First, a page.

28 percent of party members are farmers, herders, and fishermen and ethnic minority groups are well represented, with twenty percent more minority members than the total population.

The proof of the effectiveness of members’ work is that there are now more hungry children, drug addicts, suicides and executions, more homeless, poor, and imprisoned people in America than in China.

How Communist is China?

When people ask, “How Communist is China?” you can answer, “Seven percent,” because seven percent of Chinese are members of the Communist Party of China. Now six percent of 1.4 billion people is 94,000,000 party members–ten million more than the entire population of Germany! Together, Party members contribute more than $1 billion in annual dues and billions of hours of unpaid service.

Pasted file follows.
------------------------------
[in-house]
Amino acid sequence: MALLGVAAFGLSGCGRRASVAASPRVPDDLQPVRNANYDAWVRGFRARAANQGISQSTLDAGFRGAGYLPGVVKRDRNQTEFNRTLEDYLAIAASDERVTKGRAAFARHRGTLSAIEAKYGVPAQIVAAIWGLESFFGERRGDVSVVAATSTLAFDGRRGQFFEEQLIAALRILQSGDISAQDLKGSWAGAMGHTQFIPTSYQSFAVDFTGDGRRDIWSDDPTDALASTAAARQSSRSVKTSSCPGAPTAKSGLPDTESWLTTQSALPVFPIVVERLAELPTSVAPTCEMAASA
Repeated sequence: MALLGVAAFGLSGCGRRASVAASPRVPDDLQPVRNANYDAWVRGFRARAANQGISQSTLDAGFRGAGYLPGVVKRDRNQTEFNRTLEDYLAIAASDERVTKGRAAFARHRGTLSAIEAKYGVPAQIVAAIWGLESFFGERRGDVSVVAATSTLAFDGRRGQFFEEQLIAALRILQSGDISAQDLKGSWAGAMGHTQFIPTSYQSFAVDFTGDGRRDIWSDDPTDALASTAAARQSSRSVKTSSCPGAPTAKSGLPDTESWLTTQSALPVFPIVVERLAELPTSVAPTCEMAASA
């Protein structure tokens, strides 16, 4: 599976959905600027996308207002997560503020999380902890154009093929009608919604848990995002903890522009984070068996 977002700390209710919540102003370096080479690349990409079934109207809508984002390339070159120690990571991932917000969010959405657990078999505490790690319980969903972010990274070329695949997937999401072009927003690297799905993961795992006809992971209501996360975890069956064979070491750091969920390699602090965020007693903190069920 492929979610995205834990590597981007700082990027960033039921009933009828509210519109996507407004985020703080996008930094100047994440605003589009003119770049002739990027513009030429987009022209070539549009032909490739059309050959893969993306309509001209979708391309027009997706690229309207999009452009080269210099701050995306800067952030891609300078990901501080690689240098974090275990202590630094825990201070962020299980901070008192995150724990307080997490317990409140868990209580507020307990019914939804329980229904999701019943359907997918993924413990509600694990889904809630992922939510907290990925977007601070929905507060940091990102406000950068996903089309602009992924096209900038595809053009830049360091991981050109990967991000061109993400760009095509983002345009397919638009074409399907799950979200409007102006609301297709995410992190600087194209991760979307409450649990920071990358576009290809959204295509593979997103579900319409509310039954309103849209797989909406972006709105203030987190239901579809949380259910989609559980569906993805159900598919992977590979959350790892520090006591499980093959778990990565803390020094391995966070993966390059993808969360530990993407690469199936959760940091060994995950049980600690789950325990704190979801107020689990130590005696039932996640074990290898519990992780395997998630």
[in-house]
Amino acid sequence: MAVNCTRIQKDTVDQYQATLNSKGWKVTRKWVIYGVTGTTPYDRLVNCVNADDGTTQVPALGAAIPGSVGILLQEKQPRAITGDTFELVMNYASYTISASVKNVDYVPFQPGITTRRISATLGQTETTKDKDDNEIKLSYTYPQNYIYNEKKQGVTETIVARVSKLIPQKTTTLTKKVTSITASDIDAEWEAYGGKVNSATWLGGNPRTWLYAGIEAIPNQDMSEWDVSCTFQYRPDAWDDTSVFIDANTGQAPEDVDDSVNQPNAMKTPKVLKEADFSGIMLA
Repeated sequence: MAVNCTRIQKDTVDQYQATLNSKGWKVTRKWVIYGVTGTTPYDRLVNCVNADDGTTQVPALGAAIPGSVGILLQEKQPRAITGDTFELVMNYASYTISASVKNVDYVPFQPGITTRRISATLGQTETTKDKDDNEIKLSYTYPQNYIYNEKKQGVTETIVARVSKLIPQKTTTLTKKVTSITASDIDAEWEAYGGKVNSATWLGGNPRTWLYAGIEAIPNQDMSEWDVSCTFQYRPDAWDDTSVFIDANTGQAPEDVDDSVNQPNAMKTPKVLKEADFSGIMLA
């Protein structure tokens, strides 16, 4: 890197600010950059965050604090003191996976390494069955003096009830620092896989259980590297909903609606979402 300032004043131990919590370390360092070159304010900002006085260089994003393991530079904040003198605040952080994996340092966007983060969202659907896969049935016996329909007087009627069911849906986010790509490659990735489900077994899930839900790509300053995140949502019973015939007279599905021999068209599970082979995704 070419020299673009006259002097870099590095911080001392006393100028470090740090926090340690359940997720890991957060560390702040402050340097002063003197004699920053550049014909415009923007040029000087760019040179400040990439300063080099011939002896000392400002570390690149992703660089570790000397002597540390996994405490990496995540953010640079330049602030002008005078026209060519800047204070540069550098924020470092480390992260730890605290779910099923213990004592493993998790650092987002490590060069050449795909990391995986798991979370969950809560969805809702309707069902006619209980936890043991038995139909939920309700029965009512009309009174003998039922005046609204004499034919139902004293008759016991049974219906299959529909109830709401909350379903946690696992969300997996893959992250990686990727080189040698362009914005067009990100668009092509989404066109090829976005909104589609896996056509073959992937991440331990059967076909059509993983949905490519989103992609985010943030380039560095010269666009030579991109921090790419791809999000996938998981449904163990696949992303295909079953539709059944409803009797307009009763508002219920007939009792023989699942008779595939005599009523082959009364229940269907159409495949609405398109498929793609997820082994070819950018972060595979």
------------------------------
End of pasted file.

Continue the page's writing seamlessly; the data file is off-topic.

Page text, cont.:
And, it’s very hard to join the Communist Party–it takes about three years–and you have to be prepared to go anywhere and do whatever the Party asks you to do.

We can also estimate it by seeing how much of China is collectively owned by all the people of China:

The Communist Manifesto provides a ten-point test:

  1. Abolition of property in land and application of all rents of land to public purposes. Land reform was completed in 1953. All land is owned in common.
  2. A heavy progressive or graduated income tax. Individual Income Tax runs from 3 percent to 45 percent. Until a property tax–which is meeting stiff resistance–becomes law, there are no plans to change income tax rates.